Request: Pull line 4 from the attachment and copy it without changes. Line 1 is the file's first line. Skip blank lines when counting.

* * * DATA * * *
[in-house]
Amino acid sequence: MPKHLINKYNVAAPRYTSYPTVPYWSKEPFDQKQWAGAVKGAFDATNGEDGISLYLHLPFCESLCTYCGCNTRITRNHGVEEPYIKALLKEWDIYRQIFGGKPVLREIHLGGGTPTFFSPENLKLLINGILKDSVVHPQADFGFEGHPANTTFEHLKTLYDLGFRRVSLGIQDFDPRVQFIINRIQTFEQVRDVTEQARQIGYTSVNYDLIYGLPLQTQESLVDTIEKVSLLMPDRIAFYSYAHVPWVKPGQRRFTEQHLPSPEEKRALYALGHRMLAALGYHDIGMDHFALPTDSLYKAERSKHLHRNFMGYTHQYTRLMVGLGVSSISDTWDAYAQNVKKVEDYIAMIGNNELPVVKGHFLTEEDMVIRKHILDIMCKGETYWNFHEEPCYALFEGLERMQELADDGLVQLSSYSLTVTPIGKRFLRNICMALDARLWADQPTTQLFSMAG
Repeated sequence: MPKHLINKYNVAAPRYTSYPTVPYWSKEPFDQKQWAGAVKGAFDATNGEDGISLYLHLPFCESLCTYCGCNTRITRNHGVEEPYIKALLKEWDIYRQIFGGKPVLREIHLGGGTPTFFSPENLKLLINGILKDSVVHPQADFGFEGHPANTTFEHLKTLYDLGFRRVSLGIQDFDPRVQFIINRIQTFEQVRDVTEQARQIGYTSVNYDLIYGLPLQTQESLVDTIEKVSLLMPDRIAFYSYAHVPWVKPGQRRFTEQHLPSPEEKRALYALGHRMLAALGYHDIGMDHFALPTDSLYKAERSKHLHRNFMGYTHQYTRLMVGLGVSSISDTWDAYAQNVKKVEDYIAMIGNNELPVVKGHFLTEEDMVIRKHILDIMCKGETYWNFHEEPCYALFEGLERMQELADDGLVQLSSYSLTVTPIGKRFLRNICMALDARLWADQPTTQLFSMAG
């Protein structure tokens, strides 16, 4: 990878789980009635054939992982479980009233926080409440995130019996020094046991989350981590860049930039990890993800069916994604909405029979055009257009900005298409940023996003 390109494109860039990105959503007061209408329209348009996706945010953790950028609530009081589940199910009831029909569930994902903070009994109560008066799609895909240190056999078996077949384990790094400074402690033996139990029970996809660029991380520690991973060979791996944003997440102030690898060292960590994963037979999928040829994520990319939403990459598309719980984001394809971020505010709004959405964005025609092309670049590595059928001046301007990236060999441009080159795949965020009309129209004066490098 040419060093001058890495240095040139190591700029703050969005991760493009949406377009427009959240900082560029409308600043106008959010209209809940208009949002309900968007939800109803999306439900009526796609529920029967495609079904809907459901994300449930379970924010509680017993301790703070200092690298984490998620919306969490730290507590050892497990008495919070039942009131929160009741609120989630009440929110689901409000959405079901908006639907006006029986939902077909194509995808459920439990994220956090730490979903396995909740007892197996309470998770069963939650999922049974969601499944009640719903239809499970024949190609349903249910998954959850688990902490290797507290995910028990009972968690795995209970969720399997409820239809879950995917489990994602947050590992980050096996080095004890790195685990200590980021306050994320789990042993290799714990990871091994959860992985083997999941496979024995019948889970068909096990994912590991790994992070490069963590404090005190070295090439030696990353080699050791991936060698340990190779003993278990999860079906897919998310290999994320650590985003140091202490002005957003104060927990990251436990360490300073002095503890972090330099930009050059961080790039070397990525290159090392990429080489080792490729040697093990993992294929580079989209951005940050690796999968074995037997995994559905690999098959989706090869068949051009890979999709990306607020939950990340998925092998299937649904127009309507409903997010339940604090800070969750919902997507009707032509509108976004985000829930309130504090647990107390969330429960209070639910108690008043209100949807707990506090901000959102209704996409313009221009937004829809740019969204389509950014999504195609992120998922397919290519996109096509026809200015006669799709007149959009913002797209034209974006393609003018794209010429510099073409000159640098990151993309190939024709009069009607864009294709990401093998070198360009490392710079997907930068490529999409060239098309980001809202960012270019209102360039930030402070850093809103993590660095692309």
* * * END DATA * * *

């Protein structure tokens, strides 16, 4: 990878789980009635054939992982479980009233926080409440995130019996020094046991989350981590860049930039990890993800069916994604909405029979055009257009900005298409940023996003 390109494109860039990105959503007061209408329209348009996706945010953790950028609530009081589940199910009831029909569930994902903070009994109560008066799609895909240190056999078996077949384990790094400074402690033996139990029970996809660029991380520690991973060979791996944003997440102030690898060292960590994963037979999928040829994520990319939403990459598309719980984001394809971020505010709004959405964005025609092309670049590595059928001046301007990236060999441009080159795949965020009309129209004066490098 040419060093001058890495240095040139190591700029703050969005991760493009949406377009427009959240900082560029409308600043106008959010209209809940208009949002309900968007939800109803999306439900009526796609529920029967495609079904809907459901994300449930379970924010509680017993301790703070200092690298984490998620919306969490730290507590050892497990008495919070039942009131929160009741609120989630009440929110689901409000959405079901908006639907006006029986939902077909194509995808459920439990994220956090730490979903396995909740007892197996309470998770069963939650999922049974969601499944009640719903239809499970024949190609349903249910998954959850688990902490290797507290995910028990009972968690795995209970969720399997409820239809879950995917489990994602947050590992980050096996080095004890790195685990200590980021306050994320789990042993290799714990990871091994959860992985083997999941496979024995019948889970068909096990994912590991790994992070490069963590404090005190070295090439030696990353080699050791991936060698340990190779003993278990999860079906897919998310290999994320650590985003140091202490002005957003104060927990990251436990360490300073002095503890972090330099930009050059961080790039070397990525290159090392990429080489080792490729040697093990993992294929580079989209951005940050690796999968074995037997995994559905690999098959989706090869068949051009890979999709990306607020939950990340998925092998299937649904127009309507409903997010339940604090800070969750919902997507009707032509509108976004985000829930309130504090647990107390969330429960209070639910108690008043209100949807707990506090901000959102209704996409313009221009937004829809740019969204389509950014999504195609992120998922397919290519996109096509026809200015006669799709007149959009913002797209034209974006393609003018794209010429510099073409000159640098990151993309190939024709009069009607864009294709990401093998070198360009490392710079997907930068490529999409060239098309980001809202960012270019209102360039930030402070850093809103993590660095692309």